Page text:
2. INVASION OF YOUR PRIVACY — 66% of possible votes
Released on July 13, 1985
The pressure was on for Ratt after they delivered one of the best hair metal albums of all-time in Out Of The Cellar. That helps to understand why the follow up album Invasion Of Your Privacy was such a great and amazing record. Invasion Of Your Privacy picked up where Out Of The Cellar left off but with better production and crisper musicianship. Although Invasion Of Your Privacy “only” grabbed 24% of the Sleaze Roxx readers’ top album votes in this survey, it was mentioned as a top five Ratt album by a whopping 95% of the voters. Invasion Of Your Privacy produced two of the best known Ratt songs in “Lay It Down” and “You’re In Love.” It also remains the second highest selling album in Ratt‘s discography. One could say that it is Ratt‘s most complete album filled with one great track after another. Out Of The Cellar may well be regarded as Ratt‘s “ultimate” album but Invasion Of Your Privacy was a more than worthy follow up.
3. DANCING UNDERCOVER — 43% of possible votes
Released on August 9, 1986
How do you follow up two great albums? Well, the answer is simple. With another very solid album. Ratt‘s 1986 released Dancing Undercover may not get as much love as its predecessors Out Of The Cellar and Invasion Of Your Privacy but it still contains some stellar tracks such as “Dance,” “Body Talk” and “Slip Of The Lip.” Unlike most of their contemporaries that softened their sound with synthesizers and keyboards, Ratt stayed the course with Dancing Undercover delivering another guitar based album and never “selling out” in the hopes of achieving more record sales. Clearly, Sleaze Roxx readers hold Dancing Undercover in high regard since the album figured in the readers’ top three Ratt albums 50% of the time. Dancing Undercover also tied Invasion Of Your Privacy for most third place votes among Sleaze Roxx readers’ favorite Ratt albums, which confirms that its number three spot in this survey is more than fitting. Not surprisingly, Dancing Undercover achieved platinum status in the States.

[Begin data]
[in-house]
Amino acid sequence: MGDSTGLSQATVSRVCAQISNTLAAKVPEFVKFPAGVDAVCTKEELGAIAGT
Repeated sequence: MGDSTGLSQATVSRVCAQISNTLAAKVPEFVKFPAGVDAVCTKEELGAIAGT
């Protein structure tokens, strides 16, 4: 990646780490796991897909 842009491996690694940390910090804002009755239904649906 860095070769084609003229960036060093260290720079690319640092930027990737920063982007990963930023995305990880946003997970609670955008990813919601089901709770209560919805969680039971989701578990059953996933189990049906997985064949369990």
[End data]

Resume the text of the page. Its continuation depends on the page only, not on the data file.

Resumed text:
4. DETONATOR — 30% of possible votes
Released on August 21, 1990
The last Ratt album to feature guitarist Robbin Crosby and bassist Juan Croucier was a solid one but clearly not as good as the “big three” (Out Of The Cellar, Invasion Of Your Privacy and Dancing Undercover). Perhaps one of the reasons that Detonator was not a bigger album is because Crosby‘s contributions to his last Ratt album had drastically reduced with only two co-songwriting credits on that album compared to Reach For The Sky where he had six co-songwriting credits or even Out Of The Cellar where he had six co-songwriting credits and one song for which he received all of the writing credits. As it turns out, the King appears to have been the glue that kept the band members together and likely a big reason why those first three Ratt albums were so good. Nevertheless, Detonator remains a favorite among Sleaze Roxx readers and even garnered 8% of the votes for top Ratt album.
5. REACH FOR THE SKY — 24% of possible votes (two-way tie)
Released on November 1, 1988
While Out Of The Cellar, Invasion Of Your Privacy and Dancing Undercover may have been somewhat similar in that Ratt did not stray away from a winning formula, Reach For The Sky sees Ratt taking some risks with some more commercial sounding numbers. The album still had some memorable tracks such as “Way Cool Jr” and “I Want A Woman.” It is the last album to feature Beau Hill as a producer. Reach For The Sky received the highest amount of votes for the Ratt album that Sleaze Roxx readers found fourth best with 16% and it was also the album that received the most votes for the Sleaze Roxx readers’ fourth or fifth favorite Ratt album with 34%. Accordingly, its number five spot in this survey seems more than fitting.